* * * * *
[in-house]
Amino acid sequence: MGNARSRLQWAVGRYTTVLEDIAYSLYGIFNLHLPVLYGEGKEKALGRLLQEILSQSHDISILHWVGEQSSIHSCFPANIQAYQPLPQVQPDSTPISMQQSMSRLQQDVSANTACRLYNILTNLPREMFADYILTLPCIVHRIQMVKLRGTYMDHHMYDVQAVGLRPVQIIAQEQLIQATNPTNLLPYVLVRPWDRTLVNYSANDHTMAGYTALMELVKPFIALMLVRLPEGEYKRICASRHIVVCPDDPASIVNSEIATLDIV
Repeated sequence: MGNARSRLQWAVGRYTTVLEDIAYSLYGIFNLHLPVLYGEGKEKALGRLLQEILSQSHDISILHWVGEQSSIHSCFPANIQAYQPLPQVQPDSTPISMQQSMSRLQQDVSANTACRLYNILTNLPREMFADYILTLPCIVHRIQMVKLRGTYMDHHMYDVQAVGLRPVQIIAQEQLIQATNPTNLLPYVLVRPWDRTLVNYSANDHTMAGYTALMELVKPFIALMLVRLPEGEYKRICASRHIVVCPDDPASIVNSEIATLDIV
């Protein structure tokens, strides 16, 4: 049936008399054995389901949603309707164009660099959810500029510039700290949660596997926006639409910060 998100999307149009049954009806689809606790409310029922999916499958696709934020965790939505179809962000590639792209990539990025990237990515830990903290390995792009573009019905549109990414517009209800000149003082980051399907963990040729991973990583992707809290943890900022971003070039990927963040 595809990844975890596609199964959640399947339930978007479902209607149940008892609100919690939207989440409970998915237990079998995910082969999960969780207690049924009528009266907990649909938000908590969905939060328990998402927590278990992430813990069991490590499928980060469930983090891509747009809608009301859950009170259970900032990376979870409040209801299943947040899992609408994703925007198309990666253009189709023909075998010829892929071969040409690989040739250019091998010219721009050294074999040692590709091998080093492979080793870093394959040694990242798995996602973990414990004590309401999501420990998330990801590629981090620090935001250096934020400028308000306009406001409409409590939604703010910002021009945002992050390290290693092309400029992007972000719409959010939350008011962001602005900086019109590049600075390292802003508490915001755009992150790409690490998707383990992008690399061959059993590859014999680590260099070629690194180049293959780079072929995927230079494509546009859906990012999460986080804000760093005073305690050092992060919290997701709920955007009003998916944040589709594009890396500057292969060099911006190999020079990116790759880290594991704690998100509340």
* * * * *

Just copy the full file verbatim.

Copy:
[in-house]
Amino acid sequence: MGNARSRLQWAVGRYTTVLEDIAYSLYGIFNLHLPVLYGEGKEKALGRLLQEILSQSHDISILHWVGEQSSIHSCFPANIQAYQPLPQVQPDSTPISMQQSMSRLQQDVSANTACRLYNILTNLPREMFADYILTLPCIVHRIQMVKLRGTYMDHHMYDVQAVGLRPVQIIAQEQLIQATNPTNLLPYVLVRPWDRTLVNYSANDHTMAGYTALMELVKPFIALMLVRLPEGEYKRICASRHIVVCPDDPASIVNSEIATLDIV
Repeated sequence: MGNARSRLQWAVGRYTTVLEDIAYSLYGIFNLHLPVLYGEGKEKALGRLLQEILSQSHDISILHWVGEQSSIHSCFPANIQAYQPLPQVQPDSTPISMQQSMSRLQQDVSANTACRLYNILTNLPREMFADYILTLPCIVHRIQMVKLRGTYMDHHMYDVQAVGLRPVQIIAQEQLIQATNPTNLLPYVLVRPWDRTLVNYSANDHTMAGYTALMELVKPFIALMLVRLPEGEYKRICASRHIVVCPDDPASIVNSEIATLDIV
């Protein structure tokens, strides 16, 4: 049936008399054995389901949603309707164009660099959810500029510039700290949660596997926006639409910060 998100999307149009049954009806689809606790409310029922999916499958696709934020965790939505179809962000590639792209990539990025990237990515830990903290390995792009573009019905549109990414517009209800000149003082980051399907963990040729991973990583992707809290943890900022971003070039990927963040 595809990844975890596609199964959640399947339930978007479902209607149940008892609100919690939207989440409970998915237990079998995910082969999960969780207690049924009528009266907990649909938000908590969905939060328990998402927590278990992430813990069991490590499928980060469930983090891509747009809608009301859950009170259970900032990376979870409040209801299943947040899992609408994703925007198309990666253009189709023909075998010829892929071969040409690989040739250019091998010219721009050294074999040692590709091998080093492979080793870093394959040694990242798995996602973990414990004590309401999501420990998330990801590629981090620090935001250096934020400028308000306009406001409409409590939604703010910002021009945002992050390290290693092309400029992007972000719409959010939350008011962001602005900086019109590049600075390292802003508490915001755009992150790409690490998707383990992008690399061959059993590859014999680590260099070629690194180049293959780079072929995927230079494509546009859906990012999460986080804000760093005073305690050092992060919290997701709920955007009003998916944040589709594009890396500057292969060099911006190999020079990116790759880290594991704690998100509340």